harder than I thought

Hipshot

Songster
5 Years
May 24, 2014
30
58
109
Illinois
I brought home 12 babies last week. my brooder is in my heated garage. I hadn't quite finished stapling the hardware cloth in one corner so one chick promptly escaped and hid behind some sheets of plywood. my dog helped me sniff her out. I finally was able to rescue her but we were both exhausted. later that evening my dog snuck back into the garage and pushed a gap in the hardware cloth and killed one of the chicks. I naively thought I would be able to teach him to protect them. Now I can hardly look at him. He is confused that I am not playing with him, etc. I know he was just acting on instinct but it it hard to adjust to needing to keep him away from the garage.
I am trying to help the chicks adjust to my presence by holding them but they are just too damn wary and fast. the traumatized one has pasty butt but I can't catch her to clean it.
ideas?
 

trudyg

Songster
8 Years
Jun 3, 2013
898
689
231
North Alabama
Ok, so move forward. Is the brooder secure now? If not, are the chicks contained so they won't wander off and get stuck somewhere? You already know to keep Fido out of the garage. As said, if it's dark you'll be able to catch them. A dim light will let you see them,etc. They'll calm down after a quiet night so, once you deal with the butt, leave them be. They're already stressed, so I would hold off trying to get them used to you for at least a full day. Once they are eating/pooping/sleeping okay then you can add company. They probably won't be huggable for awhile. If you are approaching them from above, they see a predator and will run. Would it be practical to possible sit or lay on a blanket/towel so they are at your level?
 

21hens-incharge

Nuttier than a squirrels stash
BYC Staff
Premium Feather Member
7 Years
Mar 9, 2014
24,826
102,676
1,652
Northern Colorado
Go to Best Buy and ask for a flux capacitor install it into your car reach the speed of 88 miles per hour go back in time a week ago and don't bring home chicks until you build a proper brooder and keep I'm safe from predators

Sounds like you didn't prepare well. The most important step in first-time chicken raising is to be well prepared.

Kinda judgy and certainly not helpful. For shame!


Ok, so move forward. Is the brooder secure now? If not, are the chicks contained so they won't wander off and get stuck somewhere? You already know to keep Fido out of the garage. As said, if it's dark you'll be able to catch them. A dim light will let you see them,etc. They'll calm down after a quiet night so, once you deal with the butt, leave them be. They're already stressed, so I would hold off trying to get them used to you for at least a full day. Once they are eating/pooping/sleeping okay then you can add company. They probably won't be huggable for awhile. If you are approaching them from above, they see a predator and will run. Would it be practical to possible sit or lay on a blanket/towel so they are at your level?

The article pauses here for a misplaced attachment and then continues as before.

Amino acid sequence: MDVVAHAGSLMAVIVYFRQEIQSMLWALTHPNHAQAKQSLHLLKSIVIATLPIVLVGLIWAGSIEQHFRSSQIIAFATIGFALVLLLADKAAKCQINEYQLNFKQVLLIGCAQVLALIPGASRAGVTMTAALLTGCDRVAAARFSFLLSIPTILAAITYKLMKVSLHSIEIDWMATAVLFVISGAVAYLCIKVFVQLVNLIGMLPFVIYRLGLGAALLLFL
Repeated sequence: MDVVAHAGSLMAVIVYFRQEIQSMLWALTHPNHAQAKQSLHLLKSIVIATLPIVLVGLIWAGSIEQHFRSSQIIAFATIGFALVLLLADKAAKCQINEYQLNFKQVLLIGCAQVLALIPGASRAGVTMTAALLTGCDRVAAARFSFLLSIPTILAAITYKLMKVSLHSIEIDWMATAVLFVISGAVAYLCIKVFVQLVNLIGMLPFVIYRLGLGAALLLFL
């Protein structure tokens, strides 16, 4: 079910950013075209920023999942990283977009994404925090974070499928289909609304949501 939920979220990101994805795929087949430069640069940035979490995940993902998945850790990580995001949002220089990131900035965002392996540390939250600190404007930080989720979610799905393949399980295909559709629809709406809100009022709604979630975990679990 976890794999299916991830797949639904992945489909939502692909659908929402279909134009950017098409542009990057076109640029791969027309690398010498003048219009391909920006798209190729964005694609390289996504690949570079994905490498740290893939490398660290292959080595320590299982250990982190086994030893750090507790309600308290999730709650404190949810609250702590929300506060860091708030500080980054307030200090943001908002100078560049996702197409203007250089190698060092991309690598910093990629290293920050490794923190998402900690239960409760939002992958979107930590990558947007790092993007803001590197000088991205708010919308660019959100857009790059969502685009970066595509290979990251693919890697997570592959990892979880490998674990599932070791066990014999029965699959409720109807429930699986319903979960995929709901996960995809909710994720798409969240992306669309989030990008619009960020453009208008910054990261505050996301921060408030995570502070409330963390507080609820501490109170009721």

Good advice here.

Not the dogs fault. Still love the dog. I know with certainty that mine would have done the same..... Or worse.
 

bobbi-j

Enabler
11 Years
Mar 15, 2010
15,762
32,558
1,092
On the MN prairie.
You already know what to do with the chicks, and I trust that you have secured the brooder, so I won't go there. The dog had no idea he was doing wrong. I'm sure he's getting mixed messages from you after first having him sniff out a chick, and then being mad at her after he "found" another one. There are many, many threads here on BYC about training your dog to be safe with chicks and chickens. Search them out and read them. Lots of different techniques, so you will have to figure out what works best for you. I would not recommend a shock collar. I feel too many are used incorrectly and ruin good dogs. There are many posts on how to train your dog with time and consistency. It requires you to spend lots of time with your dog, but that's not a bad thing, is it?
 

igorsMistress

Frank and Abbys mom.
Premium Feather Member
8 Years
Apr 9, 2013
23,177
121,351
1,632
My Coop
My Coop
One thing about chicks in a brooder is that if you're going at them from above, you're a predator. Can you get down on their level and reach in?

For pasty butt it may help to put a Tbsp of apple cider vinegar per gallon of water in one of their water jugs for a few days, but do still offer some water without acv.

Sit down on the floor with them and try a treat. My girls loved mealworms and anything green. Fresh dill, thyme, marjoram are all good for them. Mustard greens and kale too. Just a little bit each day. They'll get used to you, just give them a little time, and spend time with them every day.
 

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